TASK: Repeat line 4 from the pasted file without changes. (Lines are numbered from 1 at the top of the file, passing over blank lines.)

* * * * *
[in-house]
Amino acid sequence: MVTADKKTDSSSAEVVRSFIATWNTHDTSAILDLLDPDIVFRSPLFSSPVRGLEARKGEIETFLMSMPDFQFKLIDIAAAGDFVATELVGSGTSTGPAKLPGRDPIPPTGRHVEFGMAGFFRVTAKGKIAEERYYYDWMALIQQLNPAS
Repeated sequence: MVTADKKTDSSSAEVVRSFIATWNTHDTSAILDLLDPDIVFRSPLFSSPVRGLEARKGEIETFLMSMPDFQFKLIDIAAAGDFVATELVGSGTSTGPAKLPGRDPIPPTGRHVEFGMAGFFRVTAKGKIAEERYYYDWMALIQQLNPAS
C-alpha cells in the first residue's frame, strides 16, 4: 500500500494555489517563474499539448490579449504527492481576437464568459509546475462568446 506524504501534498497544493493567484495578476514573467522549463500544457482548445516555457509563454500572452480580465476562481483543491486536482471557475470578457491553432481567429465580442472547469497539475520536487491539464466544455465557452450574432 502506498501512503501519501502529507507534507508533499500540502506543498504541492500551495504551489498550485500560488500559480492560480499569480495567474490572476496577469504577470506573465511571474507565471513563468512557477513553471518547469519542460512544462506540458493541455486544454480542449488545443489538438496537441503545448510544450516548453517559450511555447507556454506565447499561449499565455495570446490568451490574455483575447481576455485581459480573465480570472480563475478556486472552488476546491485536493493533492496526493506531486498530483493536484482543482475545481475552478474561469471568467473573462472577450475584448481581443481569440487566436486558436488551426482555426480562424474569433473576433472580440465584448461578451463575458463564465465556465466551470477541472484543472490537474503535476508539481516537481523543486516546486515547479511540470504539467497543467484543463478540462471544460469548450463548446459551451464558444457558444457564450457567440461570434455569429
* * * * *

C-alpha cells in the first residue's frame, strides 16, 4: 500500500494555489517563474499539448490579449504527492481576437464568459509546475462568446 506524504501534498497544493493567484495578476514573467522549463500544457482548445516555457509563454500572452480580465476562481483543491486536482471557475470578457491553432481567429465580442472547469497539475520536487491539464466544455465557452450574432 502506498501512503501519501502529507507534507508533499500540502506543498504541492500551495504551489498550485500560488500559480492560480499569480495567474490572476496577469504577470506573465511571474507565471513563468512557477513553471518547469519542460512544462506540458493541455486544454480542449488545443489538438496537441503545448510544450516548453517559450511555447507556454506565447499561449499565455495570446490568451490574455483575447481576455485581459480573465480570472480563475478556486472552488476546491485536493493533492496526493506531486498530483493536484482543482475545481475552478474561469471568467473573462472577450475584448481581443481569440487566436486558436488551426482555426480562424474569433473576433472580440465584448461578451463575458463564465465556465466551470477541472484543472490537474503535476508539481516537481523543486516546486515547479511540470504539467497543467484543463478540462471544460469548450463548446459551451464558444457558444457564450457567440461570434455569429